It's hot to be cold

Cold spells can boost your immunity and help muscle pain and depression. But is plunging into an ice bath or a freezing chamber going too far? A sceptical Ellie Levenson examines the evidence
I'm not good at being cold: a fondness for moaning and a tendency to be pathetic rather put me off the winter months. When I was in Berlin one December and temperatures plunged below -12°C, the only way I could cope was by eating fried food on the hour and drinking hot wine on the half hour. I own more fleeces than I've had hot dinners and I've had quite a lot of those. My hot water bottle is currently one of my most treasured possessions.

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But snuggling up, it seems, is no longer the way to get through winter. Not only has recent research from the Scripps Research Institute in California shown that reducing the core body temperature of mice makes them live for longer, but cryotherapy, where people are exposed for short bursts of time to extremely cold temperatures, is the latest treatment fad. Right now being cold is very hot indeed.
Cryotherapy - which is popular in Poland, where it is available in many conventional hospitals - involves standing in chambers filled with cold, dry air at temperatures as low as -135°C. The London Kriotherapy Centre (which uses the Polish spelling) claims this treatment can help a range of ailments from muscular injuries to depression. Cryotherapy is also used by sports teams to decrease the amount of time needed for muscles to recover between training sessions.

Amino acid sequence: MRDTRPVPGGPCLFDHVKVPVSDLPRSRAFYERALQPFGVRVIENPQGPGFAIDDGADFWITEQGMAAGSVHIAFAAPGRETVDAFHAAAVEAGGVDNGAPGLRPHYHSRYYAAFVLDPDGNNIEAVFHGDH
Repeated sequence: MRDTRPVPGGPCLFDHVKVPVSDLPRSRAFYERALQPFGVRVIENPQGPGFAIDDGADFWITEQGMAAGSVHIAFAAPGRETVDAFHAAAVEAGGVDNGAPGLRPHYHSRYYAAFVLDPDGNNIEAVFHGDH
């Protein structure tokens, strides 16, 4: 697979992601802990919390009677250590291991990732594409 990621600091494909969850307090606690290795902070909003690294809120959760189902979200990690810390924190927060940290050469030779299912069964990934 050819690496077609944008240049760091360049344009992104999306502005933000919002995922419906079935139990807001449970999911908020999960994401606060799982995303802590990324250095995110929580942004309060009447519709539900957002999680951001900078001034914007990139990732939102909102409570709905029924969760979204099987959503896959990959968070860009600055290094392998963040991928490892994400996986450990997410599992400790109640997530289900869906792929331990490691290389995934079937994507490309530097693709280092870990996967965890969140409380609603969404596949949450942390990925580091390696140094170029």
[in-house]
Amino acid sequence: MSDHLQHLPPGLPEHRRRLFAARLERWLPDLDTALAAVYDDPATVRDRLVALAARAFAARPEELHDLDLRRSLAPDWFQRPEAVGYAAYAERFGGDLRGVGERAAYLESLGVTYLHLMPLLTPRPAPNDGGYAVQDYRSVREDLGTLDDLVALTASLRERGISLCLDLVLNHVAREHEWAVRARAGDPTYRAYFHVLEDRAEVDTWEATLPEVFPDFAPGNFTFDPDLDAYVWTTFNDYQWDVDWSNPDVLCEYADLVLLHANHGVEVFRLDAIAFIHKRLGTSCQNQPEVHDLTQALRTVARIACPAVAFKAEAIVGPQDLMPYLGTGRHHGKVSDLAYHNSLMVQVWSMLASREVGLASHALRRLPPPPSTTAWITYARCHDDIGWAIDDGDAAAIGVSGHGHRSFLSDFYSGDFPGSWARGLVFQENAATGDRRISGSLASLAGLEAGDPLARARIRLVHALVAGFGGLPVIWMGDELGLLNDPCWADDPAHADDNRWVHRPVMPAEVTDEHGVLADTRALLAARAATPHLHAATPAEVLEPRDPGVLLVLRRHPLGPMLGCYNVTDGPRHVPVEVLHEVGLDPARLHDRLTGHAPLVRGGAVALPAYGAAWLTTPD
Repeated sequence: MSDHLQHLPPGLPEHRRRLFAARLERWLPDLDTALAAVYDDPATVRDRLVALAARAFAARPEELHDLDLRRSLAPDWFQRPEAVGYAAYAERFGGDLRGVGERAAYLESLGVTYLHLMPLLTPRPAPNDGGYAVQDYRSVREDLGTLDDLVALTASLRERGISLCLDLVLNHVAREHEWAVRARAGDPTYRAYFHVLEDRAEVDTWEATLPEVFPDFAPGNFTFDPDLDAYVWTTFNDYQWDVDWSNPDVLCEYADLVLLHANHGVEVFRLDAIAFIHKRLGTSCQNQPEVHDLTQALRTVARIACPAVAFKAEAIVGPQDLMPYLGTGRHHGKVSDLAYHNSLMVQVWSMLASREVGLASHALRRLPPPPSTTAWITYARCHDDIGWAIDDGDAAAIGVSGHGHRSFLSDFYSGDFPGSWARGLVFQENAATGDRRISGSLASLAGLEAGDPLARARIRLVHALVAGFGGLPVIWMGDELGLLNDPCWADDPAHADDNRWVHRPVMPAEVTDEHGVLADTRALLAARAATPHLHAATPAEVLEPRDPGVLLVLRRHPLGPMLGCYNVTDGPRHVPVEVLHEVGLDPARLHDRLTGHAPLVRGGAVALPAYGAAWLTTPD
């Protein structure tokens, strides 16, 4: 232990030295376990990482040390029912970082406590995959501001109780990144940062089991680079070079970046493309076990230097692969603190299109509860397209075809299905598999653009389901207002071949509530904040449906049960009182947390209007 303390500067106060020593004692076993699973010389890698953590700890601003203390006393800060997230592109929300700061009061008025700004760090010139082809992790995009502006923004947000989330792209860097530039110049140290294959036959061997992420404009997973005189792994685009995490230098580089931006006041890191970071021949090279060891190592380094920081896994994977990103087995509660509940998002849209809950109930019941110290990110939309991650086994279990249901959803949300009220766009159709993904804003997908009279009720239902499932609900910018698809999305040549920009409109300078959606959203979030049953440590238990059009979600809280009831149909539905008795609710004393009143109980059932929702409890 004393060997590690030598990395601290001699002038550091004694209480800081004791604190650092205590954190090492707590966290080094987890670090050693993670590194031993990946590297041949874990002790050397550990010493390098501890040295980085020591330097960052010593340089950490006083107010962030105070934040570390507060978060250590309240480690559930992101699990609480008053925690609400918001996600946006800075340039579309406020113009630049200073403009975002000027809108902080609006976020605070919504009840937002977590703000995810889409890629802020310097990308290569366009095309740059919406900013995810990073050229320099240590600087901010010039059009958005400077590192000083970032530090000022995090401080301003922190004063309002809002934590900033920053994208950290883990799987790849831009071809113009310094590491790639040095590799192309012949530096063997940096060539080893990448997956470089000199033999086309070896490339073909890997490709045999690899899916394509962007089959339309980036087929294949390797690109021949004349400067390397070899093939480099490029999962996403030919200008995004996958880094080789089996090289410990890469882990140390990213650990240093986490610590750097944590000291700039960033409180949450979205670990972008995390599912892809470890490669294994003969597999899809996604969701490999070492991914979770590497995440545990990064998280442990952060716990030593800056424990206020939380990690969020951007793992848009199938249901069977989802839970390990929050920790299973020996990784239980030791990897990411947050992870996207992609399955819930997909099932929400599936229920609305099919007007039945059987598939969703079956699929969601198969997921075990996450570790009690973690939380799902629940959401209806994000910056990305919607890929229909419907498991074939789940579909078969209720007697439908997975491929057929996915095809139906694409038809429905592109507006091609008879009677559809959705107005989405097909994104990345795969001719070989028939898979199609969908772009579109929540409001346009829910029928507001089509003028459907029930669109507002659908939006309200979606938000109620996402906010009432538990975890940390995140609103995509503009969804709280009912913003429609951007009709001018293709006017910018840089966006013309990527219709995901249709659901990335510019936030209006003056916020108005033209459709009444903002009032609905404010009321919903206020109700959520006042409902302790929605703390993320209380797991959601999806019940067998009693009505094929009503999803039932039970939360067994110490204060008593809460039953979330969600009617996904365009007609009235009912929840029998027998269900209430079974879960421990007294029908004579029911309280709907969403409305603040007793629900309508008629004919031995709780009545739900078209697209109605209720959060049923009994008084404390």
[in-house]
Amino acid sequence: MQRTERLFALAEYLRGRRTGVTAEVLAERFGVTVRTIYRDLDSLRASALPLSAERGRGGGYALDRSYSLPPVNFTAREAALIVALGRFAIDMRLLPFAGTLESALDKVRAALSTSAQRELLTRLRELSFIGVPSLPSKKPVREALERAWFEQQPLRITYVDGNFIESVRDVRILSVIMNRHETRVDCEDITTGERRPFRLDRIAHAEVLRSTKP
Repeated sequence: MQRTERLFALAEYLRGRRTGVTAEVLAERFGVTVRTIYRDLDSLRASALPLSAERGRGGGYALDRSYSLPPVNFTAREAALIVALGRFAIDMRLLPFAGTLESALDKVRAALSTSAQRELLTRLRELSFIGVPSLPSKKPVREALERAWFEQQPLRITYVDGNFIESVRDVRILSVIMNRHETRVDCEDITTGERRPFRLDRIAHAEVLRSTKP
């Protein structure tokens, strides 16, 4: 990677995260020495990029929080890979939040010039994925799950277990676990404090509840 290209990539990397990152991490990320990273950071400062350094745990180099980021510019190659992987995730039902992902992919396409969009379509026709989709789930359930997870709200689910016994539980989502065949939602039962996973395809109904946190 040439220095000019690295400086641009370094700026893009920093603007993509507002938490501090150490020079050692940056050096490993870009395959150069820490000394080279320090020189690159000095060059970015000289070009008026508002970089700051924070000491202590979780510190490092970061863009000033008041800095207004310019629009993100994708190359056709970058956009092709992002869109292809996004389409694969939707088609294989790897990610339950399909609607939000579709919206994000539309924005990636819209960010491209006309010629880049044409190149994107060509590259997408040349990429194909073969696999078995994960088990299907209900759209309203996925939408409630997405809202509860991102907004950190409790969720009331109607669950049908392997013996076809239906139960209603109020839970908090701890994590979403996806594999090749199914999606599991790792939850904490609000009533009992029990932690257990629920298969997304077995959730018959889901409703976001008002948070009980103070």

The exposure to extreme cold is supposed to stimulate the temperature receptors in the skin to tell the brain to withdraw blood to the body's core. Once this is over, blood is pumped vigorously back around the body, stimulating oxygen and nutrient supply to areas that need revitalising. "Our motto is that you don't have to feel bad to feel better." says Charlie Brooks, director of the centre, who recommends taking 10 two-minute treatments (at £30 a time) over a two-week period.

Tony Wilson, a physiotherapist at the University of Southampton, says that in theory these claims for cold are true but that such extreme temperatures are not necessary. "What they say about the treatment is correct but you might as well just get in a cold bath and save your money," he says. This is what the marathon runner Paula Radcliffe does before a race, describing on her website her pre-race routine: "... five hours before the start of the race, I eat my last meal. Another big bowl of porridge, some banana, some biscuits, a yoghurt and a little chocolate: fuel for later in the day. After eating, I relax again, take a shower and then go for my pre-race ice bath. Athletes mix the ice and water depending on their appetite for discomfort. Some like it colder than others. I like it very cold."

Source - Guardian